Register Here

I’m interested in this one because of Chris French and learning more about Forest Resilience Bonds.


3 thoughts on “Three Interesting Webinars! One Tomorrow”

  1. PERC is a far right-wing private property rights group that is “fueled” by donations from Exxon-Mobile and the Koch Brothers. To my knowledge, PERC has also never supported strong zoning regulations, which could not only help protect communities from wildfire but also help ensure the safety of firefighters and emergency personal. As such, the fact that all the PERC people are literally surrounded by flames in their promotion meme is actually quite ironic.

    • Matthew, with all due respect, if we rejected any information produced by organizations funded by rich people…of whatever persuasion.. or funded by NGO’s founded with donors who had produced/own stock in fossil fuels, and who donate to political candidates, I think there would be few organizations who passed the purity test.

      Or we would get all our information from volunteers and retirees.

      And I disagree with the characterization of them as “far-right.” I certainly don’t agree with all their ideas, but it is worth taking their ideas into consideration as with any other serious group interested in our issues, IMHO.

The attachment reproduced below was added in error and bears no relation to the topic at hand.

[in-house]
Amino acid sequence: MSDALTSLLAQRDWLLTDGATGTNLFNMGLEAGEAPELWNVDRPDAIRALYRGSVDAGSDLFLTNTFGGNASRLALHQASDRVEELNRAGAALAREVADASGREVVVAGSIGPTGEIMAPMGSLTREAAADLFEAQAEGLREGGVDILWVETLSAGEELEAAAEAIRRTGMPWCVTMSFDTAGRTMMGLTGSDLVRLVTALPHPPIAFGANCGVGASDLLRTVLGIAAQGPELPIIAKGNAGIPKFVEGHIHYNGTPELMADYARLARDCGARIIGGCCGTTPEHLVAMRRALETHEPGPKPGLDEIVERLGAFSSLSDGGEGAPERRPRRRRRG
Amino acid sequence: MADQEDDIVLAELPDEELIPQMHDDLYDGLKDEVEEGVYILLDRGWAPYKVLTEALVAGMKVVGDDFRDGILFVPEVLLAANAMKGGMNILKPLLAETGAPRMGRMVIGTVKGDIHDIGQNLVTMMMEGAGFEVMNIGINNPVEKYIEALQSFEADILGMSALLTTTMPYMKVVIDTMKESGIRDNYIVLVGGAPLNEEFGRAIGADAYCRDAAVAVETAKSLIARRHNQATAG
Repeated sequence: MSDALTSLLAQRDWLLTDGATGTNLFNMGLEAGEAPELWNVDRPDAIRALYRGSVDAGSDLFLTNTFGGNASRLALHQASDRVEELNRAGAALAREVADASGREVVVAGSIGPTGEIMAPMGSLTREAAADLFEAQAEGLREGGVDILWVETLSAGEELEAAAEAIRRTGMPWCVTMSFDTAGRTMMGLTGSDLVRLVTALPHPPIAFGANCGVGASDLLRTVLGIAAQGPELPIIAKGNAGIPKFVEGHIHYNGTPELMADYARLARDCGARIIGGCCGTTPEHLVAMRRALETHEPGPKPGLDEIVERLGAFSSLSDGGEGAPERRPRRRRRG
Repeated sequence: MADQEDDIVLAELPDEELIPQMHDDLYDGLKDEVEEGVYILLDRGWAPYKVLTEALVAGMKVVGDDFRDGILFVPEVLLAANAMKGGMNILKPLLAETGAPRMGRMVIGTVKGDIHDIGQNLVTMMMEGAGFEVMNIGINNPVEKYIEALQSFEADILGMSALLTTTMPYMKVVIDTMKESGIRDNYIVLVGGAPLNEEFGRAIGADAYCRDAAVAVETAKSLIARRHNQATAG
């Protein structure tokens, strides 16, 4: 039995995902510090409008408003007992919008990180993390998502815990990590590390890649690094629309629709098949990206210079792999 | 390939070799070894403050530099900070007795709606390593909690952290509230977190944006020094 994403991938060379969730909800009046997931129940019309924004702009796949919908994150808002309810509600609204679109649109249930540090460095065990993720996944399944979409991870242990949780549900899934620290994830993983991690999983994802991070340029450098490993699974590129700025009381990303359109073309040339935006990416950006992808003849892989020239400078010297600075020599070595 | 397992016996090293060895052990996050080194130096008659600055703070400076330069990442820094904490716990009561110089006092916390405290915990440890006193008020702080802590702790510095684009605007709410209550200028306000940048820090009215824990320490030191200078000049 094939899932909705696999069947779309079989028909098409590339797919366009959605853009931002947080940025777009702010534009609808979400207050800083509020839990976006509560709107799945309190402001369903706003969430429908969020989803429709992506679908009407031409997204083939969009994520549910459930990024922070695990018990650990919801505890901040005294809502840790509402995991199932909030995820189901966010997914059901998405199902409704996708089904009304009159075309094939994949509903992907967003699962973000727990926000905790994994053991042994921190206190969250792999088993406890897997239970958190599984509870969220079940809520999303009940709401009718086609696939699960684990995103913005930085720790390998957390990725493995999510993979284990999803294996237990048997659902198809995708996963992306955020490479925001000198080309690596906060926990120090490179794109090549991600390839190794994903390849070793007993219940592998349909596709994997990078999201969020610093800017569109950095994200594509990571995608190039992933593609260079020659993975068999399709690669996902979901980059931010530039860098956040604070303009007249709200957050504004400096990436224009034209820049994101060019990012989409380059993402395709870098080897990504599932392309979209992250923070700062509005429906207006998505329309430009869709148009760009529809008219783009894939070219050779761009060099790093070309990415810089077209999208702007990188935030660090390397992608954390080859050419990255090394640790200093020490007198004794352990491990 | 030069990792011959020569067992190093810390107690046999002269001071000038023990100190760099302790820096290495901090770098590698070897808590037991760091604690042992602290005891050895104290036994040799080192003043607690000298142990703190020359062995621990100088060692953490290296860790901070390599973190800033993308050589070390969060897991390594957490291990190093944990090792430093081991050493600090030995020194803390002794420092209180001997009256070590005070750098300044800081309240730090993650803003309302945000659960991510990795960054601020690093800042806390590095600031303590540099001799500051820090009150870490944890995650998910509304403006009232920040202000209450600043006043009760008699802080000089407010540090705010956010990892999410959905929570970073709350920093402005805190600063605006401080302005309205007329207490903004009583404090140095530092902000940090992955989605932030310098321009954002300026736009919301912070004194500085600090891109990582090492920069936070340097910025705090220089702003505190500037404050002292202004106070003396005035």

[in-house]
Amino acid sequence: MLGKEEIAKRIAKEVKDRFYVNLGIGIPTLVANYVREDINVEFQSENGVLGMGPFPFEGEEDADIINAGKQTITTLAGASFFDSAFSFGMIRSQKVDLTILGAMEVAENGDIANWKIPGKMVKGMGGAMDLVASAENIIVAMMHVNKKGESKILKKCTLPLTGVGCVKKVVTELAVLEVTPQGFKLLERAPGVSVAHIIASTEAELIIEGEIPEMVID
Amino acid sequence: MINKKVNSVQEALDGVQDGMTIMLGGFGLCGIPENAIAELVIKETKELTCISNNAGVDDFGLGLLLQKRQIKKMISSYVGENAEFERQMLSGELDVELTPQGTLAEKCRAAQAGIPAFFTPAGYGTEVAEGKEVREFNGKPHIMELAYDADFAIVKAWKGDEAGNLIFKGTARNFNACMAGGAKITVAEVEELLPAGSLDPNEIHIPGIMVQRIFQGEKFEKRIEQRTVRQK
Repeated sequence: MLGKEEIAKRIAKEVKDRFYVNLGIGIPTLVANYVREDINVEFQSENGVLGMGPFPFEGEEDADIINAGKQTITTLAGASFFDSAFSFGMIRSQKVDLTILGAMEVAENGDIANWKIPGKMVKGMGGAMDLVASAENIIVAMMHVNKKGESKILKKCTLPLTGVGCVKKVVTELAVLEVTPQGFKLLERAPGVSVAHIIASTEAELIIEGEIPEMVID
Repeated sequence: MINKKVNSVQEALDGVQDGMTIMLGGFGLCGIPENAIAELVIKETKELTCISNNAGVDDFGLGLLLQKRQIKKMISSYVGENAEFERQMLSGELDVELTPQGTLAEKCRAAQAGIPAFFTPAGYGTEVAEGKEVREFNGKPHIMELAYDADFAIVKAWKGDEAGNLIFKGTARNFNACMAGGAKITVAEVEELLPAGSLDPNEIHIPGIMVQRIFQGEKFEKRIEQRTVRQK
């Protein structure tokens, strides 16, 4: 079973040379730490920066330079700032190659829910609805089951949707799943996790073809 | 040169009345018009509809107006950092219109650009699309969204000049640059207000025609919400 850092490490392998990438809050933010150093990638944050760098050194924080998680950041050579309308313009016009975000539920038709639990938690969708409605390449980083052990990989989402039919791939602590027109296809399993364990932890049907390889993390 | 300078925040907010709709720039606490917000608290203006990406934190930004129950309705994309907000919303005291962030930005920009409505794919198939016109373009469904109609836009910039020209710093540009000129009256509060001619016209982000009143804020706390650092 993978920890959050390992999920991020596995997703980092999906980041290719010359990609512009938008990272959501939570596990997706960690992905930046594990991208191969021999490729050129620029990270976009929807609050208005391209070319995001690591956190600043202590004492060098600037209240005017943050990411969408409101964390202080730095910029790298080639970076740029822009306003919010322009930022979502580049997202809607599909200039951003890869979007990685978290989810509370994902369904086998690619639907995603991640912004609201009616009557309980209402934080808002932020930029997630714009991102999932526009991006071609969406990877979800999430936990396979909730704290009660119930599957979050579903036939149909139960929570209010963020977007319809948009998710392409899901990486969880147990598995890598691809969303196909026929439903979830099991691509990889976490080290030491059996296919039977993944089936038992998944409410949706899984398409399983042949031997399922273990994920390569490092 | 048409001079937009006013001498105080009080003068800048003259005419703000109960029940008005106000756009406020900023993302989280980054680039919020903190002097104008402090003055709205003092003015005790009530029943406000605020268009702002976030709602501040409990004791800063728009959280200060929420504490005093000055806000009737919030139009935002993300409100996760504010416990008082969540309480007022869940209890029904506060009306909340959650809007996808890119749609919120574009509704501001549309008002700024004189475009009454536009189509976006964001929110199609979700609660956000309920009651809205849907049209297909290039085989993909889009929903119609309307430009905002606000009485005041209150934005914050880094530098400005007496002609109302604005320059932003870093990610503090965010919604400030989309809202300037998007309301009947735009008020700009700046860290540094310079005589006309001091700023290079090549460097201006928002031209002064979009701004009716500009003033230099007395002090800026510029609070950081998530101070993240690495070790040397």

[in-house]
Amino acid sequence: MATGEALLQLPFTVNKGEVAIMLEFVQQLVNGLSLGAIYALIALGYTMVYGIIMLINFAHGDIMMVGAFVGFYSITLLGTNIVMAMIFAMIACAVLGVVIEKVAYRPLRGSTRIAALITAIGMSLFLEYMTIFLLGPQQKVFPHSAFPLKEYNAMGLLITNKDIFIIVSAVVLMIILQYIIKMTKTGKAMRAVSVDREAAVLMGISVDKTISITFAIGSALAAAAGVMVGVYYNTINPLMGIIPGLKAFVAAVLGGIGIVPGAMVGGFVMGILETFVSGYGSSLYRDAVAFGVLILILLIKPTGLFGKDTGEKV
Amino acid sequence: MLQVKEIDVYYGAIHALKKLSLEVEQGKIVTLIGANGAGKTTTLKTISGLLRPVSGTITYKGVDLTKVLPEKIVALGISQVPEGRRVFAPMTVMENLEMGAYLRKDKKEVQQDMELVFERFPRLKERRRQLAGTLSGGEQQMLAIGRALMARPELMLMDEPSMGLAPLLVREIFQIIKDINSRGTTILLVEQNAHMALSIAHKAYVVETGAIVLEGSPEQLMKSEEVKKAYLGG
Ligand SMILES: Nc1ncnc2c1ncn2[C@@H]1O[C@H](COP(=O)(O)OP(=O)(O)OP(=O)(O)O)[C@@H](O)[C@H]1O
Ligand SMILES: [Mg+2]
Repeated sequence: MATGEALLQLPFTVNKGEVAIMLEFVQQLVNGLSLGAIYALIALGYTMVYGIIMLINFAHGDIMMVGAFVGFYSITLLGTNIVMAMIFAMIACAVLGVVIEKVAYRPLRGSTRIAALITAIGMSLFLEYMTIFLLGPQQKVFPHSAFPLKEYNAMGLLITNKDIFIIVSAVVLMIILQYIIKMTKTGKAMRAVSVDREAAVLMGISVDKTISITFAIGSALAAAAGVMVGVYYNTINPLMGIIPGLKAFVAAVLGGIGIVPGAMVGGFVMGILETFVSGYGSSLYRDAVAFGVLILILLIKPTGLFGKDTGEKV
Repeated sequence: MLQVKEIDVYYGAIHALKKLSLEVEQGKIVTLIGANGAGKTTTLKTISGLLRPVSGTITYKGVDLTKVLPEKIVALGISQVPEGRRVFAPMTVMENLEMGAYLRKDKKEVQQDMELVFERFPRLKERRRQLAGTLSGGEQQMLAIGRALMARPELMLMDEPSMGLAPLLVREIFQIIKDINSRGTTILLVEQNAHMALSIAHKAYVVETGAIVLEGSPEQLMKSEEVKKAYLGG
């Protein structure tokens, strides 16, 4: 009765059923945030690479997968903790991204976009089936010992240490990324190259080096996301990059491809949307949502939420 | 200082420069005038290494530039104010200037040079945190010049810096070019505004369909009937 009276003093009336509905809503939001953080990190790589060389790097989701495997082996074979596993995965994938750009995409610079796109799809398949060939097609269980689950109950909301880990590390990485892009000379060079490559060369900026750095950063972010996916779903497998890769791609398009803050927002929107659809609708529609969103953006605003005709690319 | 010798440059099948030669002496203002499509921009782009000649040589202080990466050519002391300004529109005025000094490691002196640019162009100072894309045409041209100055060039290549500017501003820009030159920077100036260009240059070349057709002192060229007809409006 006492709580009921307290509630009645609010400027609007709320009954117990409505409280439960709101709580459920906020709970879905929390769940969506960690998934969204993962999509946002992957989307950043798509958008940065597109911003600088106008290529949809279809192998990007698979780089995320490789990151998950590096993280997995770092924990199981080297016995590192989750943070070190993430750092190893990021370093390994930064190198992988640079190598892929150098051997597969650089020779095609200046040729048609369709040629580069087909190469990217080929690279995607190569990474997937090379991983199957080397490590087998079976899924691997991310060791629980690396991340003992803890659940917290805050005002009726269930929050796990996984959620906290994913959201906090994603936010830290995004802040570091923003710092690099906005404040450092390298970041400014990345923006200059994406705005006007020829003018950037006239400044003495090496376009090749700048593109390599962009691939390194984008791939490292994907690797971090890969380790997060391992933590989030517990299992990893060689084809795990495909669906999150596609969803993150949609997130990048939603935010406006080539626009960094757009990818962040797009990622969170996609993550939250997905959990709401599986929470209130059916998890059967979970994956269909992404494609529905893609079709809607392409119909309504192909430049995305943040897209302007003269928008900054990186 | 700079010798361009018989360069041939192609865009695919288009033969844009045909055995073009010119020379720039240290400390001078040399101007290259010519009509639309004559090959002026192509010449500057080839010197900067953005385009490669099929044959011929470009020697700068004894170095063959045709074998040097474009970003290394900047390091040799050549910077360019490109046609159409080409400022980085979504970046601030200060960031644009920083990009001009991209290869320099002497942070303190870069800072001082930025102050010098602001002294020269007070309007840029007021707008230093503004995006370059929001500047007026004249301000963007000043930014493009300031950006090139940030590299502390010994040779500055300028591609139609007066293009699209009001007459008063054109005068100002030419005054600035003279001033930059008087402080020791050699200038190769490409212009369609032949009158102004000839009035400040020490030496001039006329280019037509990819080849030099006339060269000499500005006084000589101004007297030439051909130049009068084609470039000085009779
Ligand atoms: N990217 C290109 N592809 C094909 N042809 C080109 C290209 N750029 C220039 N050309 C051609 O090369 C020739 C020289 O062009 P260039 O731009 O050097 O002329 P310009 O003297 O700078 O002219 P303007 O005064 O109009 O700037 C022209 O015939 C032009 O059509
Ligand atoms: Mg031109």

• While Sharon is right about the general difficulties such a purity test might impose, and I disagree with Matthew as often as not, I think he still has a point here. I think that point isn’t about outright rejecting but instead seeing what they do through the lens of what they’re funded to be and by whom. In fairness to the webinar, there’s other folks from other orgs on there, but it is legitimately always concerning to see PERC’s free-market ideologues showing up as “serious research” considering the record of almost absurd ideas and claims PERC has on the record and how often they’ve been, well pretty much flat wrong. The whole pitch for that webinar is a string of right-libertarian buzzwords (private partnership, reduce regulatory barriers…)